OWENS v. SPARKS et al
ORDER denying Defendant's 74 Motion for Summary Judgment. The Court will endeavor to recruit counsel to represent Mr. Owens at trial. Once counsel is recruited, the Court will issue a separate order setting a trial date and related dead-lines. Signed by Judge Jane Magnus-Stinson on 11/7/2017. (JDC)
UNITED STATES DISTRICT COURT
SOUTHERN DISTRICT OF INDIANA
DAVID OWENS, JR.,
This matter is before the Court on Defendant Franklin Sparks’ Motion for Summary
Judgment. [Filing No. 74.] Plaintiff David Owens, Jr., proceeding pro se, alleges that Mr. Sparks
hit Mr. Owens in the hand with a spatula while working in the kitchen at Pendleton Correctional
Facility (“PCF”). [Filing No. 57.] Mr. Owens alleges that Mr. Sparks’ conduct violates the Eighth
Amendment prohibition on excessive force, in violation of 42 U.S.C. § 1983. [Filing No. 57.]
Because a reasonable trier of fact could find that Mr. Sparks intentionally struck Mr. Owens
without any justification, the Court DENIES Mr. Sparks’ Motion.
A motion for summary judgment asks the Court to find that a trial is unnecessary because
there is no genuine dispute as to any material fact and, instead, the movant is entitled to judgment
as a matter of law. See Fed. R. Civ. P. 56(a). As the current version of Rule 56 makes clear,
whether a party asserts that a fact is undisputed or genuinely disputed, the party must support the
asserted fact by citing to particular parts of the record, including depositions, documents, or
affidavits. Fed. R. Civ. P. 56(c)(1)(A). A party can also support a fact by showing that the
materials cited do not establish the absence or presence of a genuine dispute or that the adverse
party cannot produce admissible evidence to support the fact. Fed. R. Civ. P. 56(c)(1)(B).
Affidavits or declarations must be made on personal knowledge, set out facts that would be
admissible in evidence, and show that the affiant is competent to testify on matters stated. Fed. R.
Civ. P. 56(c)(4). Failure to properly support a fact in opposition to a movant’s factual assertion
can result in the movant’s fact being considered undisputed, and potentially in the grant of
summary judgment. Fed. R. Civ. P. 56(e).
In deciding a motion for summary judgment, the Court need only consider disputed facts
that are material to the decision. A disputed fact is material if it might affect the outcome of the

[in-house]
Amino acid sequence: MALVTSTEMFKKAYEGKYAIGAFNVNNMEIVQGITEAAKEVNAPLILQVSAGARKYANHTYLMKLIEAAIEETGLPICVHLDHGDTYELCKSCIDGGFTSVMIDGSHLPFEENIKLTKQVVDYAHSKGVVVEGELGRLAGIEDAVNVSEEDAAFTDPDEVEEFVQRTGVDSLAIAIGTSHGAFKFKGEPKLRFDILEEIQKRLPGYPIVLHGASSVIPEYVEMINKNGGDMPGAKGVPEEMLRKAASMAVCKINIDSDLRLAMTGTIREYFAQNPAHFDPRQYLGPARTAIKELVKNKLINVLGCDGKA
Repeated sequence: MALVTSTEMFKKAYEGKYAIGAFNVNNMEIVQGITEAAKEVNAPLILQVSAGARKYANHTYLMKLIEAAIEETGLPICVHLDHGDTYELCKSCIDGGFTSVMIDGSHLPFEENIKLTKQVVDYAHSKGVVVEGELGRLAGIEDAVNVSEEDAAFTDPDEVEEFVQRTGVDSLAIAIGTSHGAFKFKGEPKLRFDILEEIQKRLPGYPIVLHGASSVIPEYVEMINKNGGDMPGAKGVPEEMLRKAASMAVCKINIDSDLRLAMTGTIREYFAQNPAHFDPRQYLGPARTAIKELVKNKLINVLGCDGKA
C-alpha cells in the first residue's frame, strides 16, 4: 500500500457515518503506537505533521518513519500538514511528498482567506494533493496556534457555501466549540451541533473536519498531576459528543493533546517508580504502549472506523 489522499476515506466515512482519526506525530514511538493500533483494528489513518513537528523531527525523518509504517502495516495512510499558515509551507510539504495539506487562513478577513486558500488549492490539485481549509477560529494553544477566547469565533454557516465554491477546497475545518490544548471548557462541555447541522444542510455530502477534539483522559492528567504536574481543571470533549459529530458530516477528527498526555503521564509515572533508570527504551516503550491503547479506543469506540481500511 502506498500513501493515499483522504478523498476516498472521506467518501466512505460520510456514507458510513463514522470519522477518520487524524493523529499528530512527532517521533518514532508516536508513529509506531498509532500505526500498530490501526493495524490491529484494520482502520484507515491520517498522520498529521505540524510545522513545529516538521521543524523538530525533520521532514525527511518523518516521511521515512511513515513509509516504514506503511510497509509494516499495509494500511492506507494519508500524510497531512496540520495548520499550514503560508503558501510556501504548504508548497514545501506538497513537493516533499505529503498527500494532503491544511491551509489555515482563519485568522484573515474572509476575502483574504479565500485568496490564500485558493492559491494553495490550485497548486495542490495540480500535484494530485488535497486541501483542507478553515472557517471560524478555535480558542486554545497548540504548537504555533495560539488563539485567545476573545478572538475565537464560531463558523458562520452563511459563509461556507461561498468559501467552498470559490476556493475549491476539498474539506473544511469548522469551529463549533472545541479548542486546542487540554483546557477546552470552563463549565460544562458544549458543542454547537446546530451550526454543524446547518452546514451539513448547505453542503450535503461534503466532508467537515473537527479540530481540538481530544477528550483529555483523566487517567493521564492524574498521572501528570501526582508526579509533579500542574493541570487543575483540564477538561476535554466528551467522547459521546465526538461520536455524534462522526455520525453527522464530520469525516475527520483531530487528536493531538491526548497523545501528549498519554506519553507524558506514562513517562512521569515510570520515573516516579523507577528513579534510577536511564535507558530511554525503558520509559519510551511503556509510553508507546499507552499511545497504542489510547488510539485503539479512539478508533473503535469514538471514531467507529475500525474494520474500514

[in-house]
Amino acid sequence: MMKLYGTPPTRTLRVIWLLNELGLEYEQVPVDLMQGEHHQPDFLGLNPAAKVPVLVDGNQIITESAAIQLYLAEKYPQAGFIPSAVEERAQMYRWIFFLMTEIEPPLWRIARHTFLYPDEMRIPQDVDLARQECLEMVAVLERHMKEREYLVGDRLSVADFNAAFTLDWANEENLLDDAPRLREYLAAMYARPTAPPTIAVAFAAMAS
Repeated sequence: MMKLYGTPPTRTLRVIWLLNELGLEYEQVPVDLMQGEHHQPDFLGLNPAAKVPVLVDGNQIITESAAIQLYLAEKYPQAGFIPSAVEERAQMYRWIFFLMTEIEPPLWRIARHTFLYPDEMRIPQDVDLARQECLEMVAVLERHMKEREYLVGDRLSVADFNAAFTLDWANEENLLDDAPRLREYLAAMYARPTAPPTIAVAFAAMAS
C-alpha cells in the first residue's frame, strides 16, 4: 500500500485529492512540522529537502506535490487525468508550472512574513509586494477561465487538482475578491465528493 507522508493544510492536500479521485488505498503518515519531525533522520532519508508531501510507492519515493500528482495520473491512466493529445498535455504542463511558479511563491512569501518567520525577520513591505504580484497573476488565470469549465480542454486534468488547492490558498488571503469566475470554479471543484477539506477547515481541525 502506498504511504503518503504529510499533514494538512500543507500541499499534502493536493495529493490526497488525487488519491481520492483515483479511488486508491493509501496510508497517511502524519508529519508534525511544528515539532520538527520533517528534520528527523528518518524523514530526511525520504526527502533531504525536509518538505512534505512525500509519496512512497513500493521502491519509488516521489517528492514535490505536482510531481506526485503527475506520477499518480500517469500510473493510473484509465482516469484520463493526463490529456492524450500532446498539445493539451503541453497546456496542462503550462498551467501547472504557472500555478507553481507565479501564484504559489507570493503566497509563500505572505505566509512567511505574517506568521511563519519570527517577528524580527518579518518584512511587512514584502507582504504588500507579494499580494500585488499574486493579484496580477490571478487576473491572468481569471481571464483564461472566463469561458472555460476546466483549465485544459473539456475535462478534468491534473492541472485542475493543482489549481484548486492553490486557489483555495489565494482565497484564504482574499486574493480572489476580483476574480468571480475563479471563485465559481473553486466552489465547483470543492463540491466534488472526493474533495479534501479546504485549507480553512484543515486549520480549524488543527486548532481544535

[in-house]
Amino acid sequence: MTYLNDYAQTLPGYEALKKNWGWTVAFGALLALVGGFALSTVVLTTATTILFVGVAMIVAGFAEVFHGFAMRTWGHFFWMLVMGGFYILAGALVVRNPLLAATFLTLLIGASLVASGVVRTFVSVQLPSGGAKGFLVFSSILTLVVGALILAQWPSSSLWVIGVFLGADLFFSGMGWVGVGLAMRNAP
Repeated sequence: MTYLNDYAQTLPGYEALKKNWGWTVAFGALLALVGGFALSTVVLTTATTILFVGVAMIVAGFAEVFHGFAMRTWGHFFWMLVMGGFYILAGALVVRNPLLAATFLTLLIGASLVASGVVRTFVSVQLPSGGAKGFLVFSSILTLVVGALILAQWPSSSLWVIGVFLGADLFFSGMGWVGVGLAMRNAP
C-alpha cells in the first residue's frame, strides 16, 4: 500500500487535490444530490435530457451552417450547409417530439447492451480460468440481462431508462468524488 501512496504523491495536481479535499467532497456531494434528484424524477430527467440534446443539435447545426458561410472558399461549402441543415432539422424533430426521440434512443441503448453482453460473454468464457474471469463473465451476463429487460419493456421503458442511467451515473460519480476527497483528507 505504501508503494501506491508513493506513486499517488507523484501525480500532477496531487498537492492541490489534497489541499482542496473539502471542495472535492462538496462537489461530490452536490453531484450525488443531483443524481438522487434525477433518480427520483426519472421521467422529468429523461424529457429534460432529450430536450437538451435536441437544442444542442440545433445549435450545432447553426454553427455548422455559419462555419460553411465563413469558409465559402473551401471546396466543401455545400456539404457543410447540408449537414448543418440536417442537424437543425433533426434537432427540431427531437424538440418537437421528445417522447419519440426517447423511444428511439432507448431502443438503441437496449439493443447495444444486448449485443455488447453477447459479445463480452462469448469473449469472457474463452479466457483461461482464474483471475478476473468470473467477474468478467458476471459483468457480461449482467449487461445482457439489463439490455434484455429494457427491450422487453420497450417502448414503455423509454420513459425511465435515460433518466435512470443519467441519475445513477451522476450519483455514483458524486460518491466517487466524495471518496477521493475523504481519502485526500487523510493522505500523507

suit under the governing law. Hampton v. Ford Motor Co., 561 F.3d 709, 713 (7th Cir. 2009). In
other words, while there may be facts that are in dispute, summary judgment is appropriate if those
facts are not outcome determinative. Harper v. Vigilant Ins. Co., 433 F.3d 521, 525 (7th Cir.
2005). Fact disputes that are irrelevant to the legal question will not suffice to defeat summary
judgment. Anderson v. Liberty Lobby, Inc., 477 U.S. 242, 248 (1986).
On summary judgment, a party must show the Court what evidence it has that would
convince a trier of fact to accept its version of the events. Johnson v. Cambridge Indus., 325 F.3d
892, 901 (7th Cir. 2003). The moving party is entitled to summary judgment if no reasonable
factfinder could return a verdict for the non-moving party. Nelson v. Miller, 570 F.3d 868, 875
(7th Cir. 2009). The Court views the record in the light most favorable to the non-moving party
and draws all reasonable inferences in that party’s favor. Darst v. Interstate Brands Corp., 512
F.3d 903, 907 (7th Cir. 2008). It cannot weigh evidence or make credibility determinations on
summary judgment because those tasks are left to the fact-finder. O’Leary v. Accretive Health,
Inc., 657 F.3d 625, 630 (7th Cir. 2011). The Court need only consider the cited materials, Fed. R.
Civ. P. 56(c)(3), and the Seventh Circuit Court of Appeals has “repeatedly assured the district
courts that they are not required to scour every inch of the record for evidence that is potentially
relevant to the summary judgment motion before them,” Johnson, 325 F.3d at 898. Any doubt as
to the existence of a genuine issue for trial is resolved against the moving party. Ponsetti v. GE
Pension Plan, 614 F.3d 684, 691 (7th Cir. 2010).
The following factual background is set forth pursuant to the standards detailed above. The
facts stated are not necessarily objectively true, but as the summary judgment standard requires,
the undisputed facts and the disputed evidence are presented in the light most favorable to “the
party against whom the motion under consideration is made.” Premcor USA, Inc. v. American
Home Assurance Co., 400 F.3d 523, 526-27 (7th Cir. 2005).
A. The Parties
In 2014, Mr. Owens, an inmate at PCF, worked in the kitchen. [Filing No. 76-1 at 5.] As
a kitchen worker, Mr. Owens performed a variety of duties, such as slicing vegetables, cleaning,
and preparing trays. [Filing No. 76-1 at 3-4.] Mr. Sparks was an employee of Aramark
Correctional Services, LLC (“Aramark”), which provided food services to inmates at PCF. [Filing
No. 76-2 at 2.]
B. The Incident
On July 17, 2014, Mr. Owens was cleaning utensils in the kitchen when Mr. Sparks entered
from the Aramark office. [Filing No. 76-1 at 5.] Then, according to Mr. Owens’ deposition
testimony, Mr. Owens and Mr. Sparks had the following exchange:
[Filing No. 76-1 at 5.]
Mr. Sparks swung the spatula downward toward Mr. Owens’ face, and would have hit Mr.
Owens in the face had he not put his hand up to block the spatula. [Filing No. 76-1 at 5.] Instead,
the spatula hit Mr. Owens’ left hand, nicking his left pinky and cutting his left ring finger. [Filing
No. 76-1 at 5.] Mr. Sparks said, “I’m sorry. I didn’t mean to,” and gave Mr. Owens a Band-Aid
and iodine wipe. [Filing No. 76-1 at 6.] Two other inmates at PCF witnessed Mr. Sparks swing
at and hit Mr. Owens. [Filing No. 91-1 at 1-3; Filing No. 91-1 at 9-11.]
C. Immediate Aftermath
Mr. Owens informed the supervising officer of what happened and informed the officer
that he needed medical attention because his hand was hurting. [Filing No. 76-1 at 6.] Specifically,
Mr. Owens needed a note excusing him from working due to the injury, colloquially called a “layin.” [Filing No. 76-1 at 6.] The officer informed Mr. Owens that he would need to write an